The majority of Association-governed communities are underfunded. At the moment that the Board of Directors becomes aware that the Association is underfunded, they are faced with an important Reserve Funding decision. So it is essential to understand the consequences facing the Association due to the Reserve funding decisions made by the Board. We find the Reserve Funding choices of our clients fall into three categories:
• Succeeding – Following our advice to “Fully Fund” their Reserves
• Settling – Ignoring our advice, but choosing to “Baseline Fund” their Reserves
• Selling Out –Ignoring our advice and continuing to make inadequate Reserve Contributions
I’m going to give you an opportunity to stand on the sidelines and get a glimpse of the future as these three very different scenarios play out at a typical community association. See if you can recognize your own community in the Board decisions and their five year consequences.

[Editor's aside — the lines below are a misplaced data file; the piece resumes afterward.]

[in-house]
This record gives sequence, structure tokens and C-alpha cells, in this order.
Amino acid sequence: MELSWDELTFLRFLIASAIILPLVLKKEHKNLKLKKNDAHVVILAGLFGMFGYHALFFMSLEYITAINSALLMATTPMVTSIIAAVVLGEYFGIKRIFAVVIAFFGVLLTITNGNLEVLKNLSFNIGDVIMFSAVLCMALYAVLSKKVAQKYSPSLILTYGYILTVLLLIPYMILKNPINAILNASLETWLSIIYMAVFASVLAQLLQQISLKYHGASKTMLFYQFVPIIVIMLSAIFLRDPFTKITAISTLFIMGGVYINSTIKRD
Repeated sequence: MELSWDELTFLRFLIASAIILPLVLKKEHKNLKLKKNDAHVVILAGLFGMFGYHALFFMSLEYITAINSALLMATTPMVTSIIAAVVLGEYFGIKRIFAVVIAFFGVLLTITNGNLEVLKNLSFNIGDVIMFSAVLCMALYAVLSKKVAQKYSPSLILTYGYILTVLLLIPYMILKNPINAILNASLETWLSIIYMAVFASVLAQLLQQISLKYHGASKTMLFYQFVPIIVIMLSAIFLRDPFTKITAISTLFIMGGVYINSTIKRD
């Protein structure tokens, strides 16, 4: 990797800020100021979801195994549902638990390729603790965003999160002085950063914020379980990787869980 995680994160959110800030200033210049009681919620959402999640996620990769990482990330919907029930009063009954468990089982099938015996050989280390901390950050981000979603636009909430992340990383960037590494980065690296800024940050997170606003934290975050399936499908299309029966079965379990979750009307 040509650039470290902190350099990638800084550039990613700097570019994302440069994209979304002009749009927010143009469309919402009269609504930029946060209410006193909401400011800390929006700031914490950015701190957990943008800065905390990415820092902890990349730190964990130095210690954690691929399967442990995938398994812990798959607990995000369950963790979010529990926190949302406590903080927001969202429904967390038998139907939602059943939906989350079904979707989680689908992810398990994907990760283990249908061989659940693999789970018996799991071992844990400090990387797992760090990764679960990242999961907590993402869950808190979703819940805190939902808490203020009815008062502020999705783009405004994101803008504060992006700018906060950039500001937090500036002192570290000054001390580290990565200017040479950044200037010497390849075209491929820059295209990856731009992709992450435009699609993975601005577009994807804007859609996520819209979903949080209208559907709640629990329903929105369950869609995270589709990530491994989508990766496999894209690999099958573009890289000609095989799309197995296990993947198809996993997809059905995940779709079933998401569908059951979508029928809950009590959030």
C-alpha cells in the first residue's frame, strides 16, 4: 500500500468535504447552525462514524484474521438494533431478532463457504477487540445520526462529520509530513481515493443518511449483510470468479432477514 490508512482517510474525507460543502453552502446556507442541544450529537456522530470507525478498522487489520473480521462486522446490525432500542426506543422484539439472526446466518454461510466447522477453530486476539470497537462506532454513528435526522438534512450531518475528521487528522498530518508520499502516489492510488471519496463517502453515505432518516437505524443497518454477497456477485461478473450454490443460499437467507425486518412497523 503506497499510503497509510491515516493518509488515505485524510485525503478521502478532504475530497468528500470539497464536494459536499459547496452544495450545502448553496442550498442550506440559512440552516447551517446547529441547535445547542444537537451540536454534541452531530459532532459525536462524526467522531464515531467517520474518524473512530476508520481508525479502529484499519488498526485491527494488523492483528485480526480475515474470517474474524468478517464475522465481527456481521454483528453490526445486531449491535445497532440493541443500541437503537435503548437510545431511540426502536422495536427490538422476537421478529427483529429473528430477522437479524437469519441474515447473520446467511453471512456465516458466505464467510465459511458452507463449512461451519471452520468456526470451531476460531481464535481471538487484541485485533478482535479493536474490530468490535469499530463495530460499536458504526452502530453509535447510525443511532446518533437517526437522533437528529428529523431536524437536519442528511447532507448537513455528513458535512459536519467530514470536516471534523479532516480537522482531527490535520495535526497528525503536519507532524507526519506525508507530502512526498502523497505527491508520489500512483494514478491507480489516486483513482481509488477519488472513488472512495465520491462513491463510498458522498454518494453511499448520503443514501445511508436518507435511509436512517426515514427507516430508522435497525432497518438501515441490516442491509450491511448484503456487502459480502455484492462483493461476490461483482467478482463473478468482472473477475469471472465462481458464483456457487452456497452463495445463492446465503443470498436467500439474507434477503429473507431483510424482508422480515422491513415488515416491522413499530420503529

The Typical Association
Our “typical” association is a 71-unit condominium complex built in 1982. Their reserves are currently 49% Funded, which falls in the “Fair” range. The homeowner dues are $300/unit per month. The homeowners have faced three special assessments in the past 12 years, the most recent being two years ago. In 2014, the budgeted Reserve contributions were $19/unit per month, which is very low.
Most associations can expect to direct 15-40% of their budget towards Reserves to provide adequately for Reserve projects, and this association is only contributing about 6%. It comes as no surprise that our Reserve Study recommended a significant ($70/unit per month) increase over the current Reserve contribution rate of $19/unit per month, up to $89/unit per month. This is consistent with what we’ve recommended in prior years. At this new level, the Reserve contributions would fall more in line with expectations.